Oral statement to Parliament

Government’s response to the alcohol strategy consultation

Minister of State for Crime Prevention Jeremy Browne gives a statement on the alcohol strategy consultation.

This was published under the 2010 to 2015 Conservative and Liberal Democrat coalition government

Jeremy Browne

With permission, Mr Speaker, I shall make a statement on the government’s response to the alcohol strategy consultation. Today we are publishing an analysis of responses to the consultation, along with a “next steps” document. Copies of both are available in the House Library.

Drunken behaviour and alcohol-fuelled disorder can make towns and cities effective no-go areas for law-abiding people, particularly on Friday and Saturday nights. In nearly 50% of the incidents of violence that took place in 2011-12, the victim believed that the perpetrator was under the influence of alcohol. Excessive alcohol consumption costs the taxpayer huge amounts of money: alcohol-related crime and health harms are estimated to cost society about £21 billion every year. The government therefore have a role in seeking to curb excessive drinking. We have already increased duty on alcopops, and have introduced a wide-ranging set of reforms to tackle binge drinking.

We want fair and effective policies. We are not in the business of making laws that do not work. For that reason we have consulted widely, and have taken time to consider carefully the representations that we have received and all the relevant arguments. Our response identifies three kinds of action that are necessary. The first is targeted national action: the government must deal with cheap alcohol, and the alcohol industry must strengthen its voluntary commitments to reduce alcohol-related harms.

There has been much speculation about the government’s plans in relation to minimum unit pricing. That policy will remain under consideration, but it will not be proceeded with at this time. We do not yet have enough concrete evidence that its introduction would be effective in reducing harms associated with problem drinking—this is a crucial point—without penalising people who drink responsibly.

We will tackle the most egregious examples of cheap alcohol by banning sales of alcohol below the level of alcohol duty plus value-added tax. That will come into effect in England and Wales no later than the spring of 2014, and will stop the worst instances of deep discounting that result in alcohol being sold cheaply and harmfully. It will no longer be legal to sell a can of ordinary-strength lager for less than about 40p.

We have decided not to ban multi-buy promotions. There is still a lack of convincing evidence that it would have a significant effect in reducing consumption. It would not be reasonable for us to introduce a ban, especially at a time when responsible families are trying hard to balance their household budgets. We will, however, make current mandatory licensing conditions more effective. We will enable tougher action to be taken to deal with irresponsible promotions in pubs and clubs, and will promote responsible drinking by raising customer awareness of the availability of small servings.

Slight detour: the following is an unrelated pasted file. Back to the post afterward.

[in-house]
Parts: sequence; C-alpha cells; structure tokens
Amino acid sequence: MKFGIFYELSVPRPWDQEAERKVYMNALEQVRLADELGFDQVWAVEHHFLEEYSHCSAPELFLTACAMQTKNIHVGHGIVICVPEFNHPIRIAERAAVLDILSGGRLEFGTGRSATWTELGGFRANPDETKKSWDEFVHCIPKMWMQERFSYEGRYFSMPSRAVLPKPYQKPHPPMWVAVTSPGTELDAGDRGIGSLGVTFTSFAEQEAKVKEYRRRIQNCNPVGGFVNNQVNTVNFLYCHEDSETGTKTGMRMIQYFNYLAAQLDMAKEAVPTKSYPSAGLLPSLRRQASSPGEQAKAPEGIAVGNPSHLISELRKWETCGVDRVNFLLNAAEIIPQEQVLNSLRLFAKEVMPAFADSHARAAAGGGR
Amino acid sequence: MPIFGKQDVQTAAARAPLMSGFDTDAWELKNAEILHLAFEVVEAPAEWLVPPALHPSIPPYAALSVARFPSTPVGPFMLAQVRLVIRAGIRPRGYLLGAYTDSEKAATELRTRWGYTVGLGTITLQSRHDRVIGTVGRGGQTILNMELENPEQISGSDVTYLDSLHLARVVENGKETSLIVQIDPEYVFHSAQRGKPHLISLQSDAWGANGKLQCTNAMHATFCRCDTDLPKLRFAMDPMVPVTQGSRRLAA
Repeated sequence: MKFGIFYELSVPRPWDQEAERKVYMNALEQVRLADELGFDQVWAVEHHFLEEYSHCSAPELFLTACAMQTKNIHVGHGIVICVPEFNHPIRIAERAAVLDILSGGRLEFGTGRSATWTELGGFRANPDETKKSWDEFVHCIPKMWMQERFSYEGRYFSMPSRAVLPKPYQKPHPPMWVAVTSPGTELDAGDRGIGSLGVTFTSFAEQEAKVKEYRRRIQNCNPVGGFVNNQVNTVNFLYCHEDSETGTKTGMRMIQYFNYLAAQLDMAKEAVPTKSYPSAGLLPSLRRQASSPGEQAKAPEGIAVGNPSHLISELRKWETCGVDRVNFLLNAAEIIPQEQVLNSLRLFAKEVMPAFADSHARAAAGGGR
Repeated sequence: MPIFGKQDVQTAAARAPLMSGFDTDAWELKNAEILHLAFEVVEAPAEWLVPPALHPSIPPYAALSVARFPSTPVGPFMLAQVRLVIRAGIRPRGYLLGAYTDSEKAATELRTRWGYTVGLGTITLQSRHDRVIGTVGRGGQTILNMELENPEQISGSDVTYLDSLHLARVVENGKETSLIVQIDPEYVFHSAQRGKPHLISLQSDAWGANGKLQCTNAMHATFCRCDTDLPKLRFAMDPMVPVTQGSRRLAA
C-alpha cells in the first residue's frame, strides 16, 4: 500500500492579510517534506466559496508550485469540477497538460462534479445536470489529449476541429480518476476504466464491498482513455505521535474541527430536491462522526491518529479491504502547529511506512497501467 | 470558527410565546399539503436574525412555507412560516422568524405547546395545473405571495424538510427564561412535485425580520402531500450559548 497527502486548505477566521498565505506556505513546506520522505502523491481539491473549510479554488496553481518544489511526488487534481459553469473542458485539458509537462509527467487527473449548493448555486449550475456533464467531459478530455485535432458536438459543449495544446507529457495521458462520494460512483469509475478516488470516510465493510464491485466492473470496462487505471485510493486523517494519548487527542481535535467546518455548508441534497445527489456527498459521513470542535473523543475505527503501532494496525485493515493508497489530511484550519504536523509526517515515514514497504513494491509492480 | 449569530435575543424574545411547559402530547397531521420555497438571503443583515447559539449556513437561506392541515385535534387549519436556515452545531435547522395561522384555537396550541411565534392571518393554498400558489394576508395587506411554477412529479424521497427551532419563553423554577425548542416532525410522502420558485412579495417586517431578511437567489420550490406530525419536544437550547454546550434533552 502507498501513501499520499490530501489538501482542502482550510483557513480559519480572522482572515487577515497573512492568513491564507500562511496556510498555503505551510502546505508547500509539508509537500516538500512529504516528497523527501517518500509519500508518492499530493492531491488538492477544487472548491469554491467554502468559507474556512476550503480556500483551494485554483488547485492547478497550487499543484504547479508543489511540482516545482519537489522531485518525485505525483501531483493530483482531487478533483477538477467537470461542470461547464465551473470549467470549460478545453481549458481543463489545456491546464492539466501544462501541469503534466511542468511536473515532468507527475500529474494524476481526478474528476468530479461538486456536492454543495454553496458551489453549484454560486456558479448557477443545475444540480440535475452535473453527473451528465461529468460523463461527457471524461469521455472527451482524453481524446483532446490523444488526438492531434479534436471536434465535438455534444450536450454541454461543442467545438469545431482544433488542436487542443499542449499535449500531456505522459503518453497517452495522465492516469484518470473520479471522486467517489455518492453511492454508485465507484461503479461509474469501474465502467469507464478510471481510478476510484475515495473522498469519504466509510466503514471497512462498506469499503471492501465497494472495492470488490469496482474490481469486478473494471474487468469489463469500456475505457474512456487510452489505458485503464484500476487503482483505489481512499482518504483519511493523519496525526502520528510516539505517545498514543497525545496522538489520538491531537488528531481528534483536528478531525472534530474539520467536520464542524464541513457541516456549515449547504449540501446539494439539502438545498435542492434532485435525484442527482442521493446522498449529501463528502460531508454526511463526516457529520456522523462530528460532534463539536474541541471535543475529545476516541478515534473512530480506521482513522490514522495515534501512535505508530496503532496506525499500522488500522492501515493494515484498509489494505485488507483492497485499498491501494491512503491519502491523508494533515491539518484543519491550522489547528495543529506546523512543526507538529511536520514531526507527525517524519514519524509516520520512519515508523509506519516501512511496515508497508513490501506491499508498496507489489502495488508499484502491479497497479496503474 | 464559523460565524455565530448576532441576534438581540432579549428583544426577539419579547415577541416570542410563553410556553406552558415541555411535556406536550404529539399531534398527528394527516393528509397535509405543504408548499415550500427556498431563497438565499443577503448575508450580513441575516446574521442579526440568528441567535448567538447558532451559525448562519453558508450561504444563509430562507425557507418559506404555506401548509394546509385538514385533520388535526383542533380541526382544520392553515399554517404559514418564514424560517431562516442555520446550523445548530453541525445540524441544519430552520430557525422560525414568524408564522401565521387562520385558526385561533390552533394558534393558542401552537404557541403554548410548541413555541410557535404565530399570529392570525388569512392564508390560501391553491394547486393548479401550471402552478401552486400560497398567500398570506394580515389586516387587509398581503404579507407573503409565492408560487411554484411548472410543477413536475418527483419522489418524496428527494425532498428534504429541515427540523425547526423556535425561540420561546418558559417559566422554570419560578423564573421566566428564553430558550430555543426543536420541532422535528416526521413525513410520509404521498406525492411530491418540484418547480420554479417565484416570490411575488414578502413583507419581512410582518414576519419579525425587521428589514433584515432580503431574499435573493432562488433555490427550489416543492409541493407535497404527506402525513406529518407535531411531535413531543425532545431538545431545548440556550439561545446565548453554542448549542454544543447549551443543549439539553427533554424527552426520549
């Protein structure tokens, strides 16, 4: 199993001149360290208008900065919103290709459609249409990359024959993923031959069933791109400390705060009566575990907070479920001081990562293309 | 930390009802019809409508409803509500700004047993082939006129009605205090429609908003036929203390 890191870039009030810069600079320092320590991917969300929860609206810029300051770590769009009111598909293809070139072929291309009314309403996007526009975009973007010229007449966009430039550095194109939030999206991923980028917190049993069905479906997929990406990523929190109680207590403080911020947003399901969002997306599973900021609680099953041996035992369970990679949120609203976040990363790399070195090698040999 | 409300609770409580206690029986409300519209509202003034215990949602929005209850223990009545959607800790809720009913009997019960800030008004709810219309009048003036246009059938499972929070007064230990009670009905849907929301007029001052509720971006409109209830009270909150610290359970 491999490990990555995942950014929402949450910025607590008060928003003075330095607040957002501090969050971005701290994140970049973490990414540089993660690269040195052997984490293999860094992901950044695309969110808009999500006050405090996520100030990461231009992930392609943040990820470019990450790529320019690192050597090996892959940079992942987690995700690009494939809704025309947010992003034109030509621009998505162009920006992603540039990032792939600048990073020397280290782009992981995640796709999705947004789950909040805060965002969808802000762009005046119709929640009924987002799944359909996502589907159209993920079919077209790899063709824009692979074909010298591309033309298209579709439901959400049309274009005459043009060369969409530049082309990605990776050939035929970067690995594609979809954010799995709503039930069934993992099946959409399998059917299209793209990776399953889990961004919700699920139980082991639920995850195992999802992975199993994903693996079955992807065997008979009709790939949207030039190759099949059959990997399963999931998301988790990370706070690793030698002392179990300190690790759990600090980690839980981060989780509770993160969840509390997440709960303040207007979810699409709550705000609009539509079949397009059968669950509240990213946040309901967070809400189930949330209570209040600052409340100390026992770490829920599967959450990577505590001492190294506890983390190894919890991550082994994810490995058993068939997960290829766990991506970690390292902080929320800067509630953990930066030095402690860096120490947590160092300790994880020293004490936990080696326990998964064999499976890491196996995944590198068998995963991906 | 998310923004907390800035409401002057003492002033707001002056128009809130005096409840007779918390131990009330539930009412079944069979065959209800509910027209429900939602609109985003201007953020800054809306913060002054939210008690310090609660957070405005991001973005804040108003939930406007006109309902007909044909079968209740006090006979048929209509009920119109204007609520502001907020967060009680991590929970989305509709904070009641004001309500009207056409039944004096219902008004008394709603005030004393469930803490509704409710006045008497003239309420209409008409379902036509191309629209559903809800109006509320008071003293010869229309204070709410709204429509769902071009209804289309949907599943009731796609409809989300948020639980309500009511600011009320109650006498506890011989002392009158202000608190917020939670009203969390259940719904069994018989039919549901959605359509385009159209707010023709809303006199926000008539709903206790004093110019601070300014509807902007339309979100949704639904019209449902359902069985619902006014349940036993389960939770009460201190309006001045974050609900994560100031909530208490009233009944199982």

Our decision not to proceed with the introduction of minimum unit pricing at this stage gives the alcohol industry an opportunity to demonstrate what more it can do to reduce the harms associated with problem drinking. Our challenge to the industry is to increase its efforts, building on what has already been achieved through the public health responsibility deal. That includes improving education to promote safer drinking, reducing the availability of the high-strength products that cause the most harm for problem drinkers, and responsible marketing and product placement.

Secondly, we intend to facilitate local action. Targeted action by pubs and clubs themselves has proved hugely effective in curbing irresponsible drinking. Best Bar None, National Pubwatch, Purple Flag and community alcohol partnerships are all good examples of what can be achieved when industry works in partnership with local areas. We will build on this by identifying a number of high-harm local alcohol action areas and work with them to strengthen local partnerships, improve enforcement and increase good practice of what works locally, including how areas can make the most of available health data as part of local decision making.

The third area is promoting growth, by freeing up responsible business and community groups from unnecessary red tape, while maintaining the integrity of the licensing system. We will make it quicker and easier for community groups and those wanting to sell small amounts of alcohol as part of a wider service to do so via the community and ancillary seller’s notice. We will increase the annual limit for the number of temporary event notices that can apply to a particular premises from 12 to 15, and free up businesses that provide late-night refreshment by removing the requirement to have a licence where there is no need for one. We will abolish the requirement to renew personal licences every 10 years. We also plan to consult on whether to abolish personal licences altogether.

Taken together, the government’s response to the alcohol strategy consultation represents a proportionate approach to tackling the worst excesses of alcohol consumption without penalising law-abiding people or responsible businesses. That is the right balance, and I commend this statement to the House.

We will abolish the requirement to renew personal licences every ten years. We also plan to consult on whether to abolish personal licences altogether.

Mr Speaker, taken together the government’s response to the Alcohol Strategy consultation represents a proportionate approach to tackling the worst excesses of alcohol consumption without penalising law abiding people or responsible businesses. I commend this Statement to the House.

Published 17 July 2013